In a large pot, add water and bring to a boil. Add a generous pinch of salt to the water and add the fresh pasta. It will only take about 3 minutes for the fresh pasta to cook (if using dried, follow the instructions on the pack). Ladle 1/2 cup of the pasta water into your tomato sauce, then drain the pasta and add directly to the pan. Toss the pasta with the Amatriciana sauce until full incorporated. Add the Pecorino Romano and toss vigorously.

Plate the pasta in a bowl, and shower with more Pecorino Romano and crushed red pepper flakes.

Amatriciana Sauce

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  • March 19, 2016

    Like pretty much all Italian food, Pasta alla Amatriciana looks unbelievable. A birthday weekend in Rome is such a great way to go, although not sure the pants would fit for the trip home. 🙂 Thanks for sharing the recipe.
    Jackie Sills-Dellegrazie recently posted…15 Things to Do in Prague for First-TimersMy Profile

    • March 20, 2016
      Julie

      Yeah, pants fitting post any Italian trip is a huge issue. They never do, but it’s always worth it 🙂

  • March 20, 2016

    Mamma Mia! Che buono! And by the way, spending a Birthday in Italy is ALWAYS a good idea. I spent mine in the beautiful countryside of Tuscany two years ago 🙂 As for your recipe – i told Ben I will cook this next week – it seems relatively easy and looks divine. I do love my Carbonara as well, though… 🙂
    Tess Andrade recently posted…What is the best way to learn a new Language?My Profile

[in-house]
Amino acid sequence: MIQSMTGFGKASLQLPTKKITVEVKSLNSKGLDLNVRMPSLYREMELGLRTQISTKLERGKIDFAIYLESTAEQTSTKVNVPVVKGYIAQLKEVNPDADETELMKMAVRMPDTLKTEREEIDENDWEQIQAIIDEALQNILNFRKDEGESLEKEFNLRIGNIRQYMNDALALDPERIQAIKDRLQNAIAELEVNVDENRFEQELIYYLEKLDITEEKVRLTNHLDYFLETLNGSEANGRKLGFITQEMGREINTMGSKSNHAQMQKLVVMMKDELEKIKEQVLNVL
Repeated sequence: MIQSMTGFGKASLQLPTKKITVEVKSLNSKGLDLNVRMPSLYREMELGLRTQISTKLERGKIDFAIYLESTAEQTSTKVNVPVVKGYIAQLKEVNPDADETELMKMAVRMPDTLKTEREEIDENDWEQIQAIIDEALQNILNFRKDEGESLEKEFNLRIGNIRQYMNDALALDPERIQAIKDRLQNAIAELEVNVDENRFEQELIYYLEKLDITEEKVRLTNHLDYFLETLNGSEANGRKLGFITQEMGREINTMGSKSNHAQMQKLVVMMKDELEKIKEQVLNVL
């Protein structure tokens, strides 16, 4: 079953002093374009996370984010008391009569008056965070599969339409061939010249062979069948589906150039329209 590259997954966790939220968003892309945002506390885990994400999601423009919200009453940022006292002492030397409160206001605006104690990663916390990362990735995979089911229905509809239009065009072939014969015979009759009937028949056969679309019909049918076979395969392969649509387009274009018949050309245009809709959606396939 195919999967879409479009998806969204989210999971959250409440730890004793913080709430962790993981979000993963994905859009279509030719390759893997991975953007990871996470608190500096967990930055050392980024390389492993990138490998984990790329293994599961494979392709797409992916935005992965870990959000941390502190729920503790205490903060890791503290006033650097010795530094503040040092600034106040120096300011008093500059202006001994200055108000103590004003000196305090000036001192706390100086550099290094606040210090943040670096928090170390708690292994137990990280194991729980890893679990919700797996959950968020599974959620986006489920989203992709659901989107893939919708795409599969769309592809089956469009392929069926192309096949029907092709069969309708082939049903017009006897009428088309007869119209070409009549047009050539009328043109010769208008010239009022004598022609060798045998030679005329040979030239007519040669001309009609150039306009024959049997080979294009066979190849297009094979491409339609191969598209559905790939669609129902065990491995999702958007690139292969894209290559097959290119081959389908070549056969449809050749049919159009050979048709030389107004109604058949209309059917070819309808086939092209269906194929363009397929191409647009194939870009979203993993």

• March 20, 2016
      Julie

      Well your birthday last year didn’t look so bad either in the Philippines! I am a total sucker for cabonara…if it wasn’t so ‘not great’ to eat every day, I probably would! Well that and ice cream. And donuts. 🙂

  • March 20, 2016

    OMG I am starving and now that Amatriciana sauce has me drooling over the keyboard. Looks delicious. 😉

    • March 20, 2016
      Julie

      We should definitely begin any posts on food with a disclaimer about that – I cannot stand to see pretty food photos when I’m the least bit hungry!

  • March 20, 2016

    The photos are making me hungry! I would definitely try out the recipe.
    Bernard Tan recently posted…5 types of people everyone hates on the plane!My Profile

    • March 20, 2016
      Julie

      Thanks Bernard – it’s one of the easiest things, even I can make it!

  • March 20, 2016

    Mmmm great recipe. The Italians certainly do have a way with producing the best pasta sauces!

    • March 20, 2016
      Julie

      Right!! And it always seems so completely effortless. Like it’s in their blood 🙂

  • March 20, 2016

    I can never say no to a good tomato sauce, especially quick and healthy ones! It looks like an amazing recipe, got to give it a try. If only Rome was a little closer to Singapore!
    Mar Pages recently posted…Swept to winter romance at The Ritz Carlton Half Moon BayMy Profile

  • March 21, 2016

    This looks spectacular! I’ve been really making an effort to cook more when I’m at home, so I’ll have to try this.
    Mags recently posted…ZUS by Nonda, Never Lose Your Car AgainMy Profile

    • March 21, 2016
      Julie

      Well, if you’re not a regular home cook, this is definitely the dish for you to try! Even I can make it 🙂

  • March 21, 2016

    Well, you just solved what we’re having for dinner! Bringing a taste of Rome to our kitchen in Cambodia tonight 🙂 Pasta alla Amatriciana looks so delicious and easy to make. Thanks for this!
    Jen Joslin recently posted…Transportation in Phnom PenhMy Profile

    • March 21, 2016

      Glad we could provide some Italian inspiration to Cambodia! It’s a great, simple recipe that always makes me think of Rome. Plus, it’s delicious!